By Debra Firmani
Winter may seem a quiet time for your backyard wildlife, but a surprising number of animals are still around. Help them out by making sure your backyard is safe and that it offers the basics—food, water, and shelter—for the long winter ahead.
Ready to put up your annual holiday light spectacular? Prevent deer from getting tangled in your lights: wait until after the first week of December (the peak of the deer rut, when they are most actively scraping their antlers), and don't put lights on trees less than six inches in diameter.
Attach lights firmly, rather than stringing them across open areas, and use multiple short strands that will be less trouble for any animal who might get caught in them. If an animal does get entangled, contact your state wildlife office or a wildlife rehabilitator.
If you have windows birds might hit, place snowflakes or other decorations 4" apart on them.
Store your summer stuff
Put away hoses, tomato cages, netting, stakes, ties, hammocks, and swings when not in use, and add flagging to clotheslines. Remove volleyball nets, rather than wrapping them around the post, as deer may rub their antlers on the pole and become entangled.
Winter eats for birds
Keep your bird feeders full. If you leave home for vacation, ask a friend or neighbor to fill your feeders, especially when extended cold temperatures and snow cover are expected. Here’s what to offer:
- -- Sunflower seeds—black oil, striped, and hulled—safflower seeds, and white proso millet
- -- Vegetarian suet and suet mixes
- -- Peanut butter mixed with cornmeal, pressed into cracks of bark or spread on a pinecone and rolled in seeds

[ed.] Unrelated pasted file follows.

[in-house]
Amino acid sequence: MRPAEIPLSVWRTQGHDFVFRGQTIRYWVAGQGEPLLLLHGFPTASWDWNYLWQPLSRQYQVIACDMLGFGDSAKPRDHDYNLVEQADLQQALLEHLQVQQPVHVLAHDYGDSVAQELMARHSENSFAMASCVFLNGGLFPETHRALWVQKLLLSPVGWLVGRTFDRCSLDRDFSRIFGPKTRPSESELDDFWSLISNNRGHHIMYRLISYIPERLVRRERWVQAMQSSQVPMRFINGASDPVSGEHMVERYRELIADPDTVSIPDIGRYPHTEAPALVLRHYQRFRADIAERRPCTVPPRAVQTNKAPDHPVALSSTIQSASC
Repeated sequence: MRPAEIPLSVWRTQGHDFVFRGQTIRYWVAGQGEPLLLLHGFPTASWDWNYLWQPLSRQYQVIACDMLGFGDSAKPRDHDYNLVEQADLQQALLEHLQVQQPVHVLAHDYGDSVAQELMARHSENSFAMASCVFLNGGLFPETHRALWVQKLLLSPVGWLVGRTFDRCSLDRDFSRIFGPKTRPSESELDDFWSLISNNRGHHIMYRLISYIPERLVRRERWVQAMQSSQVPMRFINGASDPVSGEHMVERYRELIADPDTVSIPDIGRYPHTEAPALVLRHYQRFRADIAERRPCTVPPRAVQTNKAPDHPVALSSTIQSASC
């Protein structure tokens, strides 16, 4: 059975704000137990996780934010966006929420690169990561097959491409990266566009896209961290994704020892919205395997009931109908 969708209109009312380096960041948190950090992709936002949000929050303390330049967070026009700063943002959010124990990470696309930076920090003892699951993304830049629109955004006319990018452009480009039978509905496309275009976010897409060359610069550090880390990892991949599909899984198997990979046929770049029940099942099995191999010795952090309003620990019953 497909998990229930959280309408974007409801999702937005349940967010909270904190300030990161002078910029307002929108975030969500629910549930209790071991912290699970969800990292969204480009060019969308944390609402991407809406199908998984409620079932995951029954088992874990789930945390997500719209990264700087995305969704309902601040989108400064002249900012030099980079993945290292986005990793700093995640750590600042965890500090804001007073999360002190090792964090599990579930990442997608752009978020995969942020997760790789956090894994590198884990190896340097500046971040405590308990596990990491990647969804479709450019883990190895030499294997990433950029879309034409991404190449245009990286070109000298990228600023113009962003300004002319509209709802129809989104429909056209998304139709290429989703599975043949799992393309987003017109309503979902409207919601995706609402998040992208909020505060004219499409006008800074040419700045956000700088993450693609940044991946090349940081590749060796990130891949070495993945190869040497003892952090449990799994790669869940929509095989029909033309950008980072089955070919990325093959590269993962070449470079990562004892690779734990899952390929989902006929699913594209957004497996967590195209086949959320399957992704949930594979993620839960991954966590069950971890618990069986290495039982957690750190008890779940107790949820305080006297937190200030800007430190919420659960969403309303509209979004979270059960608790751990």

- -- Pumpkin seeds (washed and dried in the sun or oven)
- -- Cut pumpkin shell in pieces
- -- A straw feeding wreath with wild flower or grass seed heads (sunflowers, purple coneflowers, grass, wheat, rye, barley, safflower)
- -- Dried, untreated corn on the cob or whole or cracked kernels
- -- Unsalted popcorn and cranberries, threaded onto cotton string and draped on trees
What's food without drink?
In winter, water can be hard to find. Make sure your wild neighbors have plenty of water available.
The gift of trees
Choose a living Christmas tree to bring into your home this holiday. They may be smaller and need a little TLC, but you can enjoy it for years as it grows to provide food and shelter for wild critters. If you go with a cut tree, set it outside after the holiday as a gift for wildlife.
Winter is the perfect time to start seedlings of native plants, bushes, and trees to plant for your wild neighbors in the spring. Check online or at a local garden center to find the best native plantings for your region.
If you have trees in your yard that are beginning to die, leave them standing (unless they present a safety risk, of course). Their cavities can supply food and shelter for animals large and small.